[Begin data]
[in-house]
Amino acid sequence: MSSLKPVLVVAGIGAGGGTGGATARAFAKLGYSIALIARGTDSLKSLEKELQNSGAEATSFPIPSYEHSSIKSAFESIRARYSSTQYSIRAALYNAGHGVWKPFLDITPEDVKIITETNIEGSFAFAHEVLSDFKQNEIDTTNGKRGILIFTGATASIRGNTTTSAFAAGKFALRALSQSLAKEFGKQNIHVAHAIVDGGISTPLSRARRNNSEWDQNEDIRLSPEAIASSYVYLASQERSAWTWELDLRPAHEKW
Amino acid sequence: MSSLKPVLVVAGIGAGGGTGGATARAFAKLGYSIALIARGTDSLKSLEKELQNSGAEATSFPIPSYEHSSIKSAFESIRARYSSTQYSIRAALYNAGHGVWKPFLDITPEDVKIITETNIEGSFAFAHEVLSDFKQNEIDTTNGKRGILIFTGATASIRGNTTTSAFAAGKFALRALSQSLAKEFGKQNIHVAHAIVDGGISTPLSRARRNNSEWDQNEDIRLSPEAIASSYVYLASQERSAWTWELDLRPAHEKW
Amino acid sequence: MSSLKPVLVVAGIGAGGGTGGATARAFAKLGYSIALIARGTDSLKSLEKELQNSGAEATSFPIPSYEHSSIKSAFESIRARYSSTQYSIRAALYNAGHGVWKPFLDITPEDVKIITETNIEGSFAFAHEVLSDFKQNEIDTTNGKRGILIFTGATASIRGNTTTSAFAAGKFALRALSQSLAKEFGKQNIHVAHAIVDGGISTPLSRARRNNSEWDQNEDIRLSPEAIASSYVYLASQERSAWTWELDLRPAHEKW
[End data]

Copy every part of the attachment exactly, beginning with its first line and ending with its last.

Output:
[in-house]
Amino acid sequence: MSSLKPVLVVAGIGAGGGTGGATARAFAKLGYSIALIARGTDSLKSLEKELQNSGAEATSFPIPSYEHSSIKSAFESIRARYSSTQYSIRAALYNAGHGVWKPFLDITPEDVKIITETNIEGSFAFAHEVLSDFKQNEIDTTNGKRGILIFTGATASIRGNTTTSAFAAGKFALRALSQSLAKEFGKQNIHVAHAIVDGGISTPLSRARRNNSEWDQNEDIRLSPEAIASSYVYLASQERSAWTWELDLRPAHEKW
Amino acid sequence: MSSLKPVLVVAGIGAGGGTGGATARAFAKLGYSIALIARGTDSLKSLEKELQNSGAEATSFPIPSYEHSSIKSAFESIRARYSSTQYSIRAALYNAGHGVWKPFLDITPEDVKIITETNIEGSFAFAHEVLSDFKQNEIDTTNGKRGILIFTGATASIRGNTTTSAFAAGKFALRALSQSLAKEFGKQNIHVAHAIVDGGISTPLSRARRNNSEWDQNEDIRLSPEAIASSYVYLASQERSAWTWELDLRPAHEKW
Amino acid sequence: MSSLKPVLVVAGIGAGGGTGGATARAFAKLGYSIALIARGTDSLKSLEKELQNSGAEATSFPIPSYEHSSIKSAFESIRARYSSTQYSIRAALYNAGHGVWKPFLDITPEDVKIITETNIEGSFAFAHEVLSDFKQNEIDTTNGKRGILIFTGATASIRGNTTTSAFAAGKFALRALSQSLAKEFGKQNIHVAHAIVDGGISTPLSRARRNNSEWDQNEDIRLSPEAIASSYVYLASQERSAWTWELDLRPAHEKW